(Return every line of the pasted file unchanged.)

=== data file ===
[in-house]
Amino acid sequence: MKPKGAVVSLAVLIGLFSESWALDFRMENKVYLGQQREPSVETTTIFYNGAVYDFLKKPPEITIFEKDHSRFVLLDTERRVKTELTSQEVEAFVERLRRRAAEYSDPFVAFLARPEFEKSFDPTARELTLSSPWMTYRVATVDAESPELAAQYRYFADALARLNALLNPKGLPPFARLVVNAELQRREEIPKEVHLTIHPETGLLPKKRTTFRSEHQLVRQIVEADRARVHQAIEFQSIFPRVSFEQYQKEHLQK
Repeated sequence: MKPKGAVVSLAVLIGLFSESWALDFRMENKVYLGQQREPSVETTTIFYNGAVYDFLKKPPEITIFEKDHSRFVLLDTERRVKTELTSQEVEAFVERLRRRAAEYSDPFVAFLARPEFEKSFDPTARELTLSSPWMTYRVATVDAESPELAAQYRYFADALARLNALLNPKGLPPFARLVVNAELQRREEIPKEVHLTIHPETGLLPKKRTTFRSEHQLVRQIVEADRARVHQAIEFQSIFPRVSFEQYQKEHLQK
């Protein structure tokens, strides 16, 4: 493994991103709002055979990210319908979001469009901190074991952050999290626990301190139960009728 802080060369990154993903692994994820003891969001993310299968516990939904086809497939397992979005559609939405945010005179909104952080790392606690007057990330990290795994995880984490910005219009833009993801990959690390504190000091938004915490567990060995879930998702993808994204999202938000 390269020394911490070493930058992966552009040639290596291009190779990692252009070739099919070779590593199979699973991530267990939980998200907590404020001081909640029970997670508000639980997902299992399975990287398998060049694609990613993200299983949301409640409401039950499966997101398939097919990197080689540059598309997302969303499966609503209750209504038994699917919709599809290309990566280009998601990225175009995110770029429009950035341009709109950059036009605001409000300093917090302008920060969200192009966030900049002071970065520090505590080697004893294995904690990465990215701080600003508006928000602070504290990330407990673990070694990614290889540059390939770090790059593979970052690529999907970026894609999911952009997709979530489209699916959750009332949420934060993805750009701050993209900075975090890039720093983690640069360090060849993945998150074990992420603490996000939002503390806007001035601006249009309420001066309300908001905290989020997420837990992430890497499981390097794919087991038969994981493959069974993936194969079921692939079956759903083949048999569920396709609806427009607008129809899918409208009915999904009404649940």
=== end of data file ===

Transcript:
[in-house]
Amino acid sequence: MKPKGAVVSLAVLIGLFSESWALDFRMENKVYLGQQREPSVETTTIFYNGAVYDFLKKPPEITIFEKDHSRFVLLDTERRVKTELTSQEVEAFVERLRRRAAEYSDPFVAFLARPEFEKSFDPTARELTLSSPWMTYRVATVDAESPELAAQYRYFADALARLNALLNPKGLPPFARLVVNAELQRREEIPKEVHLTIHPETGLLPKKRTTFRSEHQLVRQIVEADRARVHQAIEFQSIFPRVSFEQYQKEHLQK
Repeated sequence: MKPKGAVVSLAVLIGLFSESWALDFRMENKVYLGQQREPSVETTTIFYNGAVYDFLKKPPEITIFEKDHSRFVLLDTERRVKTELTSQEVEAFVERLRRRAAEYSDPFVAFLARPEFEKSFDPTARELTLSSPWMTYRVATVDAESPELAAQYRYFADALARLNALLNPKGLPPFARLVVNAELQRREEIPKEVHLTIHPETGLLPKKRTTFRSEHQLVRQIVEADRARVHQAIEFQSIFPRVSFEQYQKEHLQK
């Protein structure tokens, strides 16, 4: 493994991103709002055979990210319908979001469009901190074991952050999290626990301190139960009728 802080060369990154993903692994994820003891969001993310299968516990939904086809497939397992979005559609939405945010005179909104952080790392606690007057990330990290795994995880984490910005219009833009993801990959690390504190000091938004915490567990060995879930998702993808994204999202938000 390269020394911490070493930058992966552009040639290596291009190779990692252009070739099919070779590593199979699973991530267990939980998200907590404020001081909640029970997670508000639980997902299992399975990287398998060049694609990613993200299983949301409640409401039950499966997101398939097919990197080689540059598309997302969303499966609503209750209504038994699917919709599809290309990566280009998601990225175009995110770029429009950035341009709109950059036009605001409000300093917090302008920060969200192009966030900049002071970065520090505590080697004893294995904690990465990215701080600003508006928000602070504290990330407990673990070694990614290889540059390939770090790059593979970052690529999907970026894609999911952009997709979530489209699916959750009332949420934060993805750009701050993209900075975090890039720093983690640069360090060849993945998150074990992420603490996000939002503390806007001035601006249009309420001066309300908001905290989020997420837990992430890497499981390097794919087991038969994981493959069974993936194969079921692939079956759903083949048999569920396709609806427009607008129809899918409208009915999904009404649940």